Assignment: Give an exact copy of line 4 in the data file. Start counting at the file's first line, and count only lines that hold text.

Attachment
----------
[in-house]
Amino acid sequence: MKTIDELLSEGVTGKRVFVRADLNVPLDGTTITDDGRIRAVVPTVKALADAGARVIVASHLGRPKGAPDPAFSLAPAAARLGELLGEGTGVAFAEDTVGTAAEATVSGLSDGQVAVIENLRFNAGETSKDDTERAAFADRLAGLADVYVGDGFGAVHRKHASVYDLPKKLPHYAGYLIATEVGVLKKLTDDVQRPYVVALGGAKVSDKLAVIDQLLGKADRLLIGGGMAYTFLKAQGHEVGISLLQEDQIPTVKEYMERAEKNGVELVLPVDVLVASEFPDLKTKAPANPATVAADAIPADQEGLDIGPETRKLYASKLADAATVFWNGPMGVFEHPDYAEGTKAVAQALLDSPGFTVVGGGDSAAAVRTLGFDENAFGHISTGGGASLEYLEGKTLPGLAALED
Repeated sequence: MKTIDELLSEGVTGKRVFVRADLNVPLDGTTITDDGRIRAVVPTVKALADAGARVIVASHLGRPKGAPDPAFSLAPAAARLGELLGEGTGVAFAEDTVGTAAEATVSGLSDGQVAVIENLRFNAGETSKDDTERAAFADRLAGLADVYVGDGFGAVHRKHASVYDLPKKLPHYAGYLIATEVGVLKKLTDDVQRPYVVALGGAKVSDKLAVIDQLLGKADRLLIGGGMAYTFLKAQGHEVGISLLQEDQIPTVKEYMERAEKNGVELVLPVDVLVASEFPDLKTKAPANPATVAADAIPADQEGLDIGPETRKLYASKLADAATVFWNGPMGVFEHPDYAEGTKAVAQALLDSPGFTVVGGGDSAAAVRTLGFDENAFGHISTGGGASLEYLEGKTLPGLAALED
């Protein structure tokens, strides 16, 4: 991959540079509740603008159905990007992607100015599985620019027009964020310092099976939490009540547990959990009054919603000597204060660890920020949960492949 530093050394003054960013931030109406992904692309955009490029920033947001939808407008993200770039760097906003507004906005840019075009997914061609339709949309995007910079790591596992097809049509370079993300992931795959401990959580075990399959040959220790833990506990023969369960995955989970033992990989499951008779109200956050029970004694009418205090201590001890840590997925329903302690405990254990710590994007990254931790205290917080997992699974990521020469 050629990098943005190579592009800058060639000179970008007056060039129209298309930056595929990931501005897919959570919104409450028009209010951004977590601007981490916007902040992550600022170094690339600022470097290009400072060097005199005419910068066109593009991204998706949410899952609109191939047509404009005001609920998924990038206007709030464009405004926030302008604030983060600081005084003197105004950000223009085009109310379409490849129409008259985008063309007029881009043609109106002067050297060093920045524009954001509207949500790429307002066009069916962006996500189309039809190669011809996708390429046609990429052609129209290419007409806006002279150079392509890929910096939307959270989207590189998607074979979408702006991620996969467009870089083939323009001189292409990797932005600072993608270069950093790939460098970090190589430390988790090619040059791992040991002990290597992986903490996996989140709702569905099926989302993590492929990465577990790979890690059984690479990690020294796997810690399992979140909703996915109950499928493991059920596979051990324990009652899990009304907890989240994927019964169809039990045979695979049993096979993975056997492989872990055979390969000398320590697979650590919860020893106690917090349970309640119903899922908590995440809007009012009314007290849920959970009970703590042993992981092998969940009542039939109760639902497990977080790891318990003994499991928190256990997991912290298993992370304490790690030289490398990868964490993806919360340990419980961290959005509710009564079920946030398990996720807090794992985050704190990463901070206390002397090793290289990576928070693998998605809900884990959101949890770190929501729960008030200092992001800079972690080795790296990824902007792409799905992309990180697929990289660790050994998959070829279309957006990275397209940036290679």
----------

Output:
């Protein structure tokens, strides 16, 4: 991959540079509740603008159905990007992607100015599985620019027009964020310092099976939490009540547990959990009054919603000597204060660890920020949960492949 530093050394003054960013931030109406992904692309955009490029920033947001939808407008993200770039760097906003507004906005840019075009997914061609339709949309995007910079790591596992097809049509370079993300992931795959401990959580075990399959040959220790833990506990023969369960995955989970033992990989499951008779109200956050029970004694009418205090201590001890840590997925329903302690405990254990710590994007990254931790205290917080997992699974990521020469 050629990098943005190579592009800058060639000179970008007056060039129209298309930056595929990931501005897919959570919104409450028009209010951004977590601007981490916007902040992550600022170094690339600022470097290009400072060097005199005419910068066109593009991204998706949410899952609109191939047509404009005001609920998924990038206007709030464009405004926030302008604030983060600081005084003197105004950000223009085009109310379409490849129409008259985008063309007029881009043609109106002067050297060093920045524009954001509207949500790429307002066009069916962006996500189309039809190669011809996708390429046609990429052609129209290419007409806006002279150079392509890929910096939307959270989207590189998607074979979408702006991620996969467009870089083939323009001189292409990797932005600072993608270069950093790939460098970090190589430390988790090619040059791992040991002990290597992986903490996996989140709702569905099926989302993590492929990465577990790979890690059984690479990690020294796997810690399992979140909703996915109950499928493991059920596979051990324990009652899990009304907890989240994927019964169809039990045979695979049993096979993975056997492989872990055979390969000398320590697979650590919860020893106690917090349970309640119903899922908590995440809007009012009314007290849920959970009970703590042993992981092998969940009542039939109760639902497990977080790891318990003994499991928190256990997991912290298993992370304490790690030289490398990868964490993806919360340990419980961290959005509710009564079920946030398990996720807090794992985050704190990463901070206390002397090793290289990576928070693998998605809900884990959101949890770190929501729960008030200092992001800079972690080795790296990824902007792409799905992309990180697929990289660790050994998959070829279309957006990275397209940036290679």